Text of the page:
But then came my sixteenth birthday, which as I said is when I finally learned that one can’t just choose not to be black, just as much as it wasn’t possible for someone to decide to be black. You see, I was in a group of white people, 6 to be exact, and they were all dressed in urban apparel and were smoking marijuana. I didn’t do drugs, so I was just there for the company. We were listening to some music and playing dominoes, my friends smoking pot, when out of the blue 2 cops appeared in my friend’s backyard. When the officers walked straight past my friend holding the joint, past my friends who were dressed in the urban apparel, and walked up to me, who by the way was dressed in dress pants and a short sleeved blouse, I was a little shocked (after all, they were being blacker than I was-what made me so special?). When they asked me where I get my pot from, and I told them I don’t smoke it, they hauled me up from the bench, twisting my arm behind my back and pinning me to the table. When one of my friends, the one coincidentally who had been holding the joint when the cops appeared, tried to come to my rescue, one of the officers replied. “Don’t protect these little black punks. Always trying to bring their shit into our neighbourhoods. Dirty little whore. Little nigger bitch”.

So, you see, it was at that moment, with my chest pinned to a table, my arm crying out in agony, that I realized being black was not a choice. I was black by default. It was on my skin and was the first thing people saw when they looked at me. So, all this time, my nave thoughts when I was younger that I was just black and that’s all there was to it weren’t so ridiculous all along. Being black was not a way of life, it was a race. And not following the urban culture didn’t make me any less black than if I had. It started to occur to me that the other black children who had called me not black had a very negative, stereotypical, and entire inaccurate view of what it meant to be black. I think at that point everything came together for me, and I was no longer ashamed of not being black enough. I was proud that as a black person I had a healthy self-concept, and I was intelligent and articulate and not one dimensional.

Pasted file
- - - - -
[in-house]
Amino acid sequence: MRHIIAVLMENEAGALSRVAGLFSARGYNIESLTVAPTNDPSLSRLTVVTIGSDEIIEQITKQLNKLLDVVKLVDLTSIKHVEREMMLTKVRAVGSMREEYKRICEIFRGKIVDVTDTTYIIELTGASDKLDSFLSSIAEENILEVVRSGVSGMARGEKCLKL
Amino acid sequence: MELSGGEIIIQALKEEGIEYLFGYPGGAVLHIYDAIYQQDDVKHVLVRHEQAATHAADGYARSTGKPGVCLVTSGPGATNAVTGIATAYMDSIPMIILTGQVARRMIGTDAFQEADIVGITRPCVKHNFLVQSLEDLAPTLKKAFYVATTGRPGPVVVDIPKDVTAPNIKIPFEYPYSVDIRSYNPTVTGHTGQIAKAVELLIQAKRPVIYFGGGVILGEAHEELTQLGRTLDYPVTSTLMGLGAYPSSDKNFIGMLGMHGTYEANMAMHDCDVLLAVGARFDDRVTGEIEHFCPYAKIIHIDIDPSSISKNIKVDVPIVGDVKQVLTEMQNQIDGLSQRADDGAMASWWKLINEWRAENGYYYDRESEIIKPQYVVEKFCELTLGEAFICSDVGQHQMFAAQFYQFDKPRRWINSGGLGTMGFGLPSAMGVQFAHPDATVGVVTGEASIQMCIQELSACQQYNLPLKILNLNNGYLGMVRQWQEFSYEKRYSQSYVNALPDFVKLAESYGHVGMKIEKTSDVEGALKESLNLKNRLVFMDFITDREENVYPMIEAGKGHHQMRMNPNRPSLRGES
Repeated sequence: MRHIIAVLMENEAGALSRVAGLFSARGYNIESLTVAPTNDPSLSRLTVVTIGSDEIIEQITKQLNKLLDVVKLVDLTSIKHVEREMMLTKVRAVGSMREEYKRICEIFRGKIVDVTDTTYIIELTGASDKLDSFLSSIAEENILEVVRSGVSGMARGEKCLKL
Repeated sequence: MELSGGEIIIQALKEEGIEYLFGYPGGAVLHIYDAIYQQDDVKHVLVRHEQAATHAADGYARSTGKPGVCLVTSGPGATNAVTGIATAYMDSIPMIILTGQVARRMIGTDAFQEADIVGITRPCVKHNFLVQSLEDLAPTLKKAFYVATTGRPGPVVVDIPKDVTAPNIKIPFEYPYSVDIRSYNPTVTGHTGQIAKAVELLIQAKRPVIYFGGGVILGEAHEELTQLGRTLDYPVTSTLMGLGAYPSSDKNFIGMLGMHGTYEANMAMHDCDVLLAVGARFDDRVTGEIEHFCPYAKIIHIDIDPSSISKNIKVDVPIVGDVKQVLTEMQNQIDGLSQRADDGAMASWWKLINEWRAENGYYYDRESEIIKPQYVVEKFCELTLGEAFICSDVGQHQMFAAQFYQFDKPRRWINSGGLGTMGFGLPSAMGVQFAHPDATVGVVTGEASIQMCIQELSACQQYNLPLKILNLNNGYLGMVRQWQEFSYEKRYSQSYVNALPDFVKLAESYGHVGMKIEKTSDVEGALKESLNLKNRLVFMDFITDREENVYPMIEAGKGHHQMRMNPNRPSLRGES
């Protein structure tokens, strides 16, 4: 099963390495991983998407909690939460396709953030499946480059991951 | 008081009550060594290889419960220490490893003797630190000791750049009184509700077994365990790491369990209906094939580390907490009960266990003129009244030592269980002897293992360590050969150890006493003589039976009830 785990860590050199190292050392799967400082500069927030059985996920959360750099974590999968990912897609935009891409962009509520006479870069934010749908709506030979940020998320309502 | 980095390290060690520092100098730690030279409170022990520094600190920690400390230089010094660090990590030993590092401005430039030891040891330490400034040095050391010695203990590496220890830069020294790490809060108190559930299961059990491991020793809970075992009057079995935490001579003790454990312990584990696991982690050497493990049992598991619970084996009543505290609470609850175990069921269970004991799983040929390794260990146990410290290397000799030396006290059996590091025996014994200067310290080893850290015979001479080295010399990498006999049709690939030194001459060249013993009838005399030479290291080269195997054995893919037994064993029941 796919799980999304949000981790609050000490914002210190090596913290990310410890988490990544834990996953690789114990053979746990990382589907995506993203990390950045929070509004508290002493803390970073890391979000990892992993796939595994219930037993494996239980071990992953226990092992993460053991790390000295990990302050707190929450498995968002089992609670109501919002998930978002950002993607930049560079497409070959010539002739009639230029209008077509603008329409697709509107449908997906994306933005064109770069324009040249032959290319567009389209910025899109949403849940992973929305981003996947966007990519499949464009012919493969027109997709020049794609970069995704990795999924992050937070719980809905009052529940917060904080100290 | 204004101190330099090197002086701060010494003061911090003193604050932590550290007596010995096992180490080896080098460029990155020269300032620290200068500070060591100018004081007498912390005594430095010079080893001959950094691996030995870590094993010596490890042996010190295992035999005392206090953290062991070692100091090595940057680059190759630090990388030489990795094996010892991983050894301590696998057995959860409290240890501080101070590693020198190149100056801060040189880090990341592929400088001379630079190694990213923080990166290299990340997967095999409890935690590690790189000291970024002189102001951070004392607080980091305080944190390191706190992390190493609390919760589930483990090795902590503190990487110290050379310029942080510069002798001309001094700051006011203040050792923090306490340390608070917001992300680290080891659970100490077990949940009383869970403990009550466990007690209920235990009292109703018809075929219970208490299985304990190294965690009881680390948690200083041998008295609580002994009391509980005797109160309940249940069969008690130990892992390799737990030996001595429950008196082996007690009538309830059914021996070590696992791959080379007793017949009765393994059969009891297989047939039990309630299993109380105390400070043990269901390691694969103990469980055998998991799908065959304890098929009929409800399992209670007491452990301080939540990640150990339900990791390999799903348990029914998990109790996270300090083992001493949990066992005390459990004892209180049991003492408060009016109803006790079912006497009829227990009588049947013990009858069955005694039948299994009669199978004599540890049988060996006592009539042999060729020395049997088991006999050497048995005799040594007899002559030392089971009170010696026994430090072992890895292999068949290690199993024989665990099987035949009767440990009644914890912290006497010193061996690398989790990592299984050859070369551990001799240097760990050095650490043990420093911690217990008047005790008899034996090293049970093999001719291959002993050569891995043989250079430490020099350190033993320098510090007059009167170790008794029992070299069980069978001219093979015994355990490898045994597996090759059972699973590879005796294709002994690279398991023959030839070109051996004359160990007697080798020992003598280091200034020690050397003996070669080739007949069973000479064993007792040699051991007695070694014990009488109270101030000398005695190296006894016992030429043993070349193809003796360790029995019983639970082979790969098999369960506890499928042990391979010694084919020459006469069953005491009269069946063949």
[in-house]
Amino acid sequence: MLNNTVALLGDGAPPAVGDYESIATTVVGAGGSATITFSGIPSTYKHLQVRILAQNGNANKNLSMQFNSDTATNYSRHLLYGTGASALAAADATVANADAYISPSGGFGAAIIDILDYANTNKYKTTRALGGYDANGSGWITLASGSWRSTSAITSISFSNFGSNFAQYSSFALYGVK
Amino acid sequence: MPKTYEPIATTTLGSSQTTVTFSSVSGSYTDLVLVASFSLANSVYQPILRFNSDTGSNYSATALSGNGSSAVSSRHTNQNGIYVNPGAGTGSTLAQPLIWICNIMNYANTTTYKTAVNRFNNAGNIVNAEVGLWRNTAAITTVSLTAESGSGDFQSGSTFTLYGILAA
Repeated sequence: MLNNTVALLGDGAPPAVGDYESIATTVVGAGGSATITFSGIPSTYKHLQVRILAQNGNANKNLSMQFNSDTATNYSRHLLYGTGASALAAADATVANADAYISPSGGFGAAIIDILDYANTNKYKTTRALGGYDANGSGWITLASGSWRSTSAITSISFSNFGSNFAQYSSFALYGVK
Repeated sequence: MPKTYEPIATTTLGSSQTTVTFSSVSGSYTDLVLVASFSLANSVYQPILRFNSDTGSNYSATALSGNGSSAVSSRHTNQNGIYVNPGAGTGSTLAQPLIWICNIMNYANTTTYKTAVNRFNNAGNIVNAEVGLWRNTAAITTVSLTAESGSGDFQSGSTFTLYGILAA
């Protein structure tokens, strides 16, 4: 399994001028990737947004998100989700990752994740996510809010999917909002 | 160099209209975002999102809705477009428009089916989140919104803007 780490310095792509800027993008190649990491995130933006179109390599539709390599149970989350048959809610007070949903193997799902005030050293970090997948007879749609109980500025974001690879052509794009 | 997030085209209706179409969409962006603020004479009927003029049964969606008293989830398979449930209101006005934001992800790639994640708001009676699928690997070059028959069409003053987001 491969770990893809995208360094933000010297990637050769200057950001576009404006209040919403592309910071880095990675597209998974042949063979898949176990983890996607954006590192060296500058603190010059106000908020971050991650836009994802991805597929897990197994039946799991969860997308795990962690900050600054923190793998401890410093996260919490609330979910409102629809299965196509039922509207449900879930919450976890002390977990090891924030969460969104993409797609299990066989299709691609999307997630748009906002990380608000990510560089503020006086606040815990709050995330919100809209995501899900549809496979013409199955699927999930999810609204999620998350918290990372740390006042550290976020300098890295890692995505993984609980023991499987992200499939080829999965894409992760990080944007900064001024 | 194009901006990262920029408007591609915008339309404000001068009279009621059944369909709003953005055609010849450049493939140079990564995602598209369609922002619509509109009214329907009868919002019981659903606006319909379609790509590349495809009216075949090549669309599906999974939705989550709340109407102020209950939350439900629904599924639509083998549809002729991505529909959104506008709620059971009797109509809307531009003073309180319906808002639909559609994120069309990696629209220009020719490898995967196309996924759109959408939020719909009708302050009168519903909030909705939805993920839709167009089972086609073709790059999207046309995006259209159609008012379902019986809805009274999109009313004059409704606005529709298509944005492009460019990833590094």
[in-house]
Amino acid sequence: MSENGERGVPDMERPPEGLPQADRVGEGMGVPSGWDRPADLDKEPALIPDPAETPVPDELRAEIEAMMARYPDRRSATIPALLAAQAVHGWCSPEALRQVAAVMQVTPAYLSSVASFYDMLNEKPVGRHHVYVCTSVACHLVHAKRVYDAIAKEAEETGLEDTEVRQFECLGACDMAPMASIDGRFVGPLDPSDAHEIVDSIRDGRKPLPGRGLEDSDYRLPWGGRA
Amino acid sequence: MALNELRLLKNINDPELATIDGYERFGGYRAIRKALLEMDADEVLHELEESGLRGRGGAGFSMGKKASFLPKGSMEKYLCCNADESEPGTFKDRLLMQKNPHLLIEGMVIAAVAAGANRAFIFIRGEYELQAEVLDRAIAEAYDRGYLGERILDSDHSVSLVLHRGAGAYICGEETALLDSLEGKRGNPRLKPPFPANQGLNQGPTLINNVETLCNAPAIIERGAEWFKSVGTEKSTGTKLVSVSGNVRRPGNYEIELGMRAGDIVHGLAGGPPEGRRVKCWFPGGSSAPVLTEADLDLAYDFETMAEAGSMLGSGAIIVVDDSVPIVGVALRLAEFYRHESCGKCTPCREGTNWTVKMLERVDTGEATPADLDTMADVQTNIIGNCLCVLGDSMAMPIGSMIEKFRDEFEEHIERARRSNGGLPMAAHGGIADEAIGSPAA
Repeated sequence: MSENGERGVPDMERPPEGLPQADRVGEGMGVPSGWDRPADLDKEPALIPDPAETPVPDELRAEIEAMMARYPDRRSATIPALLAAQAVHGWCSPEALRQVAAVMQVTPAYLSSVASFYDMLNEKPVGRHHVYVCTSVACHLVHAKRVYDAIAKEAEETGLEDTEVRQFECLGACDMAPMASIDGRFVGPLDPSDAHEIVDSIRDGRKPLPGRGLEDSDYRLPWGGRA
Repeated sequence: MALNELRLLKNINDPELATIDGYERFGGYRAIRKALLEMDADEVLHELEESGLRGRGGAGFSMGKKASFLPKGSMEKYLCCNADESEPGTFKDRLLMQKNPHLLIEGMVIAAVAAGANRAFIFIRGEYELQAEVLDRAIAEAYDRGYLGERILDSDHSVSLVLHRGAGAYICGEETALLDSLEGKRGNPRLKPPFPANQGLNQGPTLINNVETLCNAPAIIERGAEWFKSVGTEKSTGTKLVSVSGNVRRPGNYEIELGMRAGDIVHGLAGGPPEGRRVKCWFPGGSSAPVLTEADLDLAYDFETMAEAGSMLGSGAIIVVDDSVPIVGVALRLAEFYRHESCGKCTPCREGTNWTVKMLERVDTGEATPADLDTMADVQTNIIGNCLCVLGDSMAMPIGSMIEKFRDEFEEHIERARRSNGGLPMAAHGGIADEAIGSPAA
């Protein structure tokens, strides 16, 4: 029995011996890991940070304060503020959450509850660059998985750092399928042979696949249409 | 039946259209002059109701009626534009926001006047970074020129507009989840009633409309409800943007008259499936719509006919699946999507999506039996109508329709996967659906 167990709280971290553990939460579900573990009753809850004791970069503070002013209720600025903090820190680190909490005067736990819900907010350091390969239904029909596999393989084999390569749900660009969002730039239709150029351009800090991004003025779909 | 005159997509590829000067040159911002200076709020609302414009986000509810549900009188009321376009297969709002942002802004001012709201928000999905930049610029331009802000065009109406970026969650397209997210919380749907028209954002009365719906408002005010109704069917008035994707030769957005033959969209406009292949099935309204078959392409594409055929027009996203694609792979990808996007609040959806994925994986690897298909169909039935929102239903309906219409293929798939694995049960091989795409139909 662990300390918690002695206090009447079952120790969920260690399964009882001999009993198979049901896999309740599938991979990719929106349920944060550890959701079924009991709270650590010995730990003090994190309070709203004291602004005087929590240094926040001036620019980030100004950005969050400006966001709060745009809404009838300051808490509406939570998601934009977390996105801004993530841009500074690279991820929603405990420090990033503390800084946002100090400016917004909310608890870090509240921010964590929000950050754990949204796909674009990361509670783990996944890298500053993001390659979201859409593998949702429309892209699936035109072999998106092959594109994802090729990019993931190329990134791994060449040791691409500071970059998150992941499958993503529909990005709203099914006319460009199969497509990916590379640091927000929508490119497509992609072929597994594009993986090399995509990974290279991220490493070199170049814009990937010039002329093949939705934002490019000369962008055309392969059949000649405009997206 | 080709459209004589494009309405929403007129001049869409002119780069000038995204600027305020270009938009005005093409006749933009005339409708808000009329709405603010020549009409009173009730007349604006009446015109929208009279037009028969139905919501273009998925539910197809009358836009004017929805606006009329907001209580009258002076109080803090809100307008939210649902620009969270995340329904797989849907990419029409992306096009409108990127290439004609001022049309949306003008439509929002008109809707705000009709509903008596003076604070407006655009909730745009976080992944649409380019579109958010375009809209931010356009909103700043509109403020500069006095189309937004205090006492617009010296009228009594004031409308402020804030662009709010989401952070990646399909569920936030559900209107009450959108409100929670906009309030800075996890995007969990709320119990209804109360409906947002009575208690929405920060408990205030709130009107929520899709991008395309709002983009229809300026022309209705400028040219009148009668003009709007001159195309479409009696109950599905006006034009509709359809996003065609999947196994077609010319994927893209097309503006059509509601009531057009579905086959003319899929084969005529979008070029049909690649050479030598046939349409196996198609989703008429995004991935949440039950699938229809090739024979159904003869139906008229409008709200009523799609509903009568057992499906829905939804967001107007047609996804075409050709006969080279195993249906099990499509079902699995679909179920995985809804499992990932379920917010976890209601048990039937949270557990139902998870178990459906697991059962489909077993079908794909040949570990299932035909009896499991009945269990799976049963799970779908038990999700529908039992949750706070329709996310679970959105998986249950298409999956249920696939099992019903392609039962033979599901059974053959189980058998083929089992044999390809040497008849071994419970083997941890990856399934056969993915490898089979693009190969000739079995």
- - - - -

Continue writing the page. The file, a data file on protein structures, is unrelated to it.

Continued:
So now, when another black person tells me I’m not black enough, I can ask them why. No matter what they say, they’ll never have an answer that makes any sense because no matter what they have to say, I’m just as black as they are. And in case I forget I can always look down at my arm, or at my face in a mirror, and see the blackness that I had spent so much time striving for, staring back at me.

And that was another Classic Ruby original y’all. I hope you enjoyed it. If you’re into short stories, you might enjoy:

Days like this, Part 1 and Part 2, or

The Misunderstanding Part 1 and Part 2

And if it’s just more of personal stories of growth and development, you could always check out the Aging Crisis digital story

Thanks for coming along on this adventure with me this month, y’all. I learning, and re-learning, a lot about myself and the world, and my readers. I’m learning a lot about what has changed and how much it has changed, and how long it has taken for the change to happen. And the more I learn, the more I can and will share with you guys. Tune in next week, there are some fantastic posts heading your way. And keep one eye open for a hot new Slam Poetry piece, coming your way this weekend. Oh, and speaking of the weekend,

Happy Weekend Y’all! TGIF! <– ummmm hmmm, I know THAT’S right!


P.S. I found this video on YouTube and it fits perfectly with what this post and story are all about. And the funny thing is, in Canada that girl would be, by the “ignant standards” at least double the black that I am, so she’d have absolutely no problem. LOL.